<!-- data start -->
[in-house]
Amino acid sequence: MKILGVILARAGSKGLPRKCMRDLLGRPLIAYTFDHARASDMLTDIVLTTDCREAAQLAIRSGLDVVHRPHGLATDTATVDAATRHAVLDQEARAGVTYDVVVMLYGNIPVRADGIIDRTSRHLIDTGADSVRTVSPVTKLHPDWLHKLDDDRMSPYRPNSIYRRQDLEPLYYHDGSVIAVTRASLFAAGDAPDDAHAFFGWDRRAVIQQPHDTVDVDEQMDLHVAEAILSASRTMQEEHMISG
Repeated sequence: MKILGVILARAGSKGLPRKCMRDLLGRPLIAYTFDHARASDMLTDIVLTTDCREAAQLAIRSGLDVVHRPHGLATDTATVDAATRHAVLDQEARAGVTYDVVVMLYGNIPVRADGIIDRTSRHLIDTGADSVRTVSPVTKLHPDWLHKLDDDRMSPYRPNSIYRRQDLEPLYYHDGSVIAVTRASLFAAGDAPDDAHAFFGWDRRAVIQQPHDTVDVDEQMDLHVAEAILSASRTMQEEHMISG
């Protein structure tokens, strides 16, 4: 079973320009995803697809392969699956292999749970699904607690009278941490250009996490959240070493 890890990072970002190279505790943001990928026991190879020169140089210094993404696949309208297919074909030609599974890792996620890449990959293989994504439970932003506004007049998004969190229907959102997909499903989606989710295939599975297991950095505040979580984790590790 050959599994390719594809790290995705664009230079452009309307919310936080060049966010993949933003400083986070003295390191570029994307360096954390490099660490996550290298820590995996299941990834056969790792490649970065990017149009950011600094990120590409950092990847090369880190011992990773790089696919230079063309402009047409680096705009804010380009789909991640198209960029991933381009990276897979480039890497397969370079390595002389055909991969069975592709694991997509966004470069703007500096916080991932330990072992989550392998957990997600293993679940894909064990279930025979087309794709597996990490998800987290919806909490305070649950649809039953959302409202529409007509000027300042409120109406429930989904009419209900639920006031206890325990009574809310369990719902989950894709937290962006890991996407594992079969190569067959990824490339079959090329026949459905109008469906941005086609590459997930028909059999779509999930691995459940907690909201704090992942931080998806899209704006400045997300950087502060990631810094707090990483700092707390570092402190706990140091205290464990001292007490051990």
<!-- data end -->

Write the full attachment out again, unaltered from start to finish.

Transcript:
[in-house]
Amino acid sequence: MKILGVILARAGSKGLPRKCMRDLLGRPLIAYTFDHARASDMLTDIVLTTDCREAAQLAIRSGLDVVHRPHGLATDTATVDAATRHAVLDQEARAGVTYDVVVMLYGNIPVRADGIIDRTSRHLIDTGADSVRTVSPVTKLHPDWLHKLDDDRMSPYRPNSIYRRQDLEPLYYHDGSVIAVTRASLFAAGDAPDDAHAFFGWDRRAVIQQPHDTVDVDEQMDLHVAEAILSASRTMQEEHMISG
Repeated sequence: MKILGVILARAGSKGLPRKCMRDLLGRPLIAYTFDHARASDMLTDIVLTTDCREAAQLAIRSGLDVVHRPHGLATDTATVDAATRHAVLDQEARAGVTYDVVVMLYGNIPVRADGIIDRTSRHLIDTGADSVRTVSPVTKLHPDWLHKLDDDRMSPYRPNSIYRRQDLEPLYYHDGSVIAVTRASLFAAGDAPDDAHAFFGWDRRAVIQQPHDTVDVDEQMDLHVAEAILSASRTMQEEHMISG
């Protein structure tokens, strides 16, 4: 079973320009995803697809392969699956292999749970699904607690009278941490250009996490959240070493 890890990072970002190279505790943001990928026991190879020169140089210094993404696949309208297919074909030609599974890792996620890449990959293989994504439970932003506004007049998004969190229907959102997909499903989606989710295939599975297991950095505040979580984790590790 050959599994390719594809790290995705664009230079452009309307919310936080060049966010993949933003400083986070003295390191570029994307360096954390490099660490996550290298820590995996299941990834056969790792490649970065990017149009950011600094990120590409950092990847090369880190011992990773790089696919230079063309402009047409680096705009804010380009789909991640198209960029991933381009990276897979480039890497397969370079390595002389055909991969069975592709694991997509966004470069703007500096916080991932330990072992989550392998957990997600293993679940894909064990279930025979087309794709597996990490998800987290919806909490305070649950649809039953959302409202529409007509000027300042409120109406429930989904009419209900639920006031206890325990009574809310369990719902989950894709937290962006890991996407594992079969190569067959990824490339079959090329026949459905109008469906941005086609590459997930028909059999779509999930691995459940907690909201704090992942931080998806899209704006400045997300950087502060990631810094707090990483700092707390570092402190706990140091205290464990001292007490051990």